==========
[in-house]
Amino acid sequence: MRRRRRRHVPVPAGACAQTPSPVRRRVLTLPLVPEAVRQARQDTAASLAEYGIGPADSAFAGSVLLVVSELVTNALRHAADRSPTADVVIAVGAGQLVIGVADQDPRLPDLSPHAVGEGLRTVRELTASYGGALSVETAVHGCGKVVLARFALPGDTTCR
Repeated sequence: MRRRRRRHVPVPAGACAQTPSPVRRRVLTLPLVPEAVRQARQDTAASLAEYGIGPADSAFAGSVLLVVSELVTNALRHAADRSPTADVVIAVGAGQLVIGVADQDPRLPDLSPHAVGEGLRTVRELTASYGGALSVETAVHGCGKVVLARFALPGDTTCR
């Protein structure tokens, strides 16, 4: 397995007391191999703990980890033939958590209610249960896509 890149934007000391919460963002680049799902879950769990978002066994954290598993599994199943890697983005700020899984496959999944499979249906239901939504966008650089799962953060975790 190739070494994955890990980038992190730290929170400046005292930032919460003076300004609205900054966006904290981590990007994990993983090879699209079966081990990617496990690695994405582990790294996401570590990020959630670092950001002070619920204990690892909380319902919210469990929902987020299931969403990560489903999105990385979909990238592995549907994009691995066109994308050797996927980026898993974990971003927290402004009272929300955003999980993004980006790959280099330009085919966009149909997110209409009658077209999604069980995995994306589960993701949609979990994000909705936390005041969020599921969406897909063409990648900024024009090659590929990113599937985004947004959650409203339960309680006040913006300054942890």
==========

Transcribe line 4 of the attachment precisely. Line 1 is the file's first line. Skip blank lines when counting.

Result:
């Protein structure tokens, strides 16, 4: 397995007391191999703990980890033939958590209610249960896509 890149934007000391919460963002680049799902879950769990978002066994954290598993599994199943890697983005700020899984496959999944499979249906239901939504966008650089799962953060975790 190739070494994955890990980038992190730290929170400046005292930032919460003076300004609205900054966006904290981590990007994990993983090879699209079966081990990617496990690695994405582990790294996401570590990020959630670092950001002070619920204990690892909380319902919210469990929902987020299931969403990560489903999105990385979909990238592995549907994009691995066109994308050797996927980026898993974990971003927290402004009272929300955003999980993004980006790959280099330009085919966009149909997110209409009658077209999604069980995995994306589960993701949609979990994000909705936390005041969020599921969406897909063409990648900024024009090659590929990113599937985004947004959650409203339960309680006040913006300054942890």